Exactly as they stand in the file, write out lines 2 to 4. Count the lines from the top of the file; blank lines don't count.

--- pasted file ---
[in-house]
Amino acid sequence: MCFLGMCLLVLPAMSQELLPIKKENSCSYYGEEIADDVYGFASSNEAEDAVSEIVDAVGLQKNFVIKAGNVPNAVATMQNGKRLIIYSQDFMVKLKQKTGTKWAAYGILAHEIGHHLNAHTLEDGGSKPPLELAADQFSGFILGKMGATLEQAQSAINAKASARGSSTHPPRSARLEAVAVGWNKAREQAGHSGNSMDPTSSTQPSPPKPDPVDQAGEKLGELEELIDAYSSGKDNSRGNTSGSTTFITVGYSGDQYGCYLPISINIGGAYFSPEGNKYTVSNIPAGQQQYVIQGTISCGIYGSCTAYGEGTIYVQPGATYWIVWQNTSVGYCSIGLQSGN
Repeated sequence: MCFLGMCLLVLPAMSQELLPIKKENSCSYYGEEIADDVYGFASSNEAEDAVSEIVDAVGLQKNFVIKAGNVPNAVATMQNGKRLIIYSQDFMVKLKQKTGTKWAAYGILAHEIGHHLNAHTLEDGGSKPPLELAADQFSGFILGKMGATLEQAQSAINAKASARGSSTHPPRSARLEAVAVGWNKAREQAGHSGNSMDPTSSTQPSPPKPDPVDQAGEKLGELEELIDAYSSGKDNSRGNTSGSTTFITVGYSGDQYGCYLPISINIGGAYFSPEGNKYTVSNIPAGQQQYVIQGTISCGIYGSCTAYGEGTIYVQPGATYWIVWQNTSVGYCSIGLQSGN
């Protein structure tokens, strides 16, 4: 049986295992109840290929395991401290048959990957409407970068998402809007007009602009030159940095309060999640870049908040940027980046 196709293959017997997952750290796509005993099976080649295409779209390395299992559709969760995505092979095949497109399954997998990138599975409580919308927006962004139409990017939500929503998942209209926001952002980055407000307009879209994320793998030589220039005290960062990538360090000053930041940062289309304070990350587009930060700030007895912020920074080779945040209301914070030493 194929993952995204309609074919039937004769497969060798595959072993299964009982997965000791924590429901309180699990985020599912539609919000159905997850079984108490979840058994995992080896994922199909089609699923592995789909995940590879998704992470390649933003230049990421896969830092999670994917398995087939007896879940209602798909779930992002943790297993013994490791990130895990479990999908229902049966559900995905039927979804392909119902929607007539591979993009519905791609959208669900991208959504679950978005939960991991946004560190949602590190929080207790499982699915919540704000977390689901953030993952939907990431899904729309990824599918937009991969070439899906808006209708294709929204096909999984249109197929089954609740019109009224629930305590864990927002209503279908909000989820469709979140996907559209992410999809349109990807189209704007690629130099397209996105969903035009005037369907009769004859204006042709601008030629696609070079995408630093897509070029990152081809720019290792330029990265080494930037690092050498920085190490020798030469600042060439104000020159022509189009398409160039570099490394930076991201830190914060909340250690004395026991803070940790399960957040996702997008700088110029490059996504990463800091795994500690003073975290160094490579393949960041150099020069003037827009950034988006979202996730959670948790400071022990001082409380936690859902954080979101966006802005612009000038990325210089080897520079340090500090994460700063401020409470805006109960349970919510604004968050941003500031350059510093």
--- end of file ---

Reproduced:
Amino acid sequence: MCFLGMCLLVLPAMSQELLPIKKENSCSYYGEEIADDVYGFASSNEAEDAVSEIVDAVGLQKNFVIKAGNVPNAVATMQNGKRLIIYSQDFMVKLKQKTGTKWAAYGILAHEIGHHLNAHTLEDGGSKPPLELAADQFSGFILGKMGATLEQAQSAINAKASARGSSTHPPRSARLEAVAVGWNKAREQAGHSGNSMDPTSSTQPSPPKPDPVDQAGEKLGELEELIDAYSSGKDNSRGNTSGSTTFITVGYSGDQYGCYLPISINIGGAYFSPEGNKYTVSNIPAGQQQYVIQGTISCGIYGSCTAYGEGTIYVQPGATYWIVWQNTSVGYCSIGLQSGN
Repeated sequence: MCFLGMCLLVLPAMSQELLPIKKENSCSYYGEEIADDVYGFASSNEAEDAVSEIVDAVGLQKNFVIKAGNVPNAVATMQNGKRLIIYSQDFMVKLKQKTGTKWAAYGILAHEIGHHLNAHTLEDGGSKPPLELAADQFSGFILGKMGATLEQAQSAINAKASARGSSTHPPRSARLEAVAVGWNKAREQAGHSGNSMDPTSSTQPSPPKPDPVDQAGEKLGELEELIDAYSSGKDNSRGNTSGSTTFITVGYSGDQYGCYLPISINIGGAYFSPEGNKYTVSNIPAGQQQYVIQGTISCGIYGSCTAYGEGTIYVQPGATYWIVWQNTSVGYCSIGLQSGN
């Protein structure tokens, strides 16, 4: 049986295992109840290929395991401290048959990957409407970068998402809007007009602009030159940095309060999640870049908040940027980046 196709293959017997997952750290796509005993099976080649295409779209390395299992559709969760995505092979095949497109399954997998990138599975409580919308927006962004139409990017939500929503998942209209926001952002980055407000307009879209994320793998030589220039005290960062990538360090000053930041940062289309304070990350587009930060700030007895912020920074080779945040209301914070030493 194929993952995204309609074919039937004769497969060798595959072993299964009982997965000791924590429901309180699990985020599912539609919000159905997850079984108490979840058994995992080896994922199909089609699923592995789909995940590879998704992470390649933003230049990421896969830092999670994917398995087939007896879940209602798909779930992002943790297993013994490791990130895990479990999908229902049966559900995905039927979804392909119902929607007539591979993009519905791609959208669900991208959504679950978005939960991991946004560190949602590190929080207790499982699915919540704000977390689901953030993952939907990431899904729309990824599918937009991969070439899906808006209708294709929204096909999984249109197929089954609740019109009224629930305590864990927002209503279908909000989820469709979140996907559209992410999809349109990807189209704007690629130099397209996105969903035009005037369907009769004859204006042709601008030629696609070079995408630093897509070029990152081809720019290792330029990265080494930037690092050498920085190490020798030469600042060439104000020159022509189009398409160039570099490394930076991201830190914060909340250690004395026991803070940790399960957040996702997008700088110029490059996504990463800091795994500690003073975290160094490579393949960041150099020069003037827009950034988006979202996730959670948790400071022990001082409380936690859902954080979101966006802005612009000038990325210089080897520079340090500090994460700063401020409470805006109960349970919510604004968050941003500031350059510093």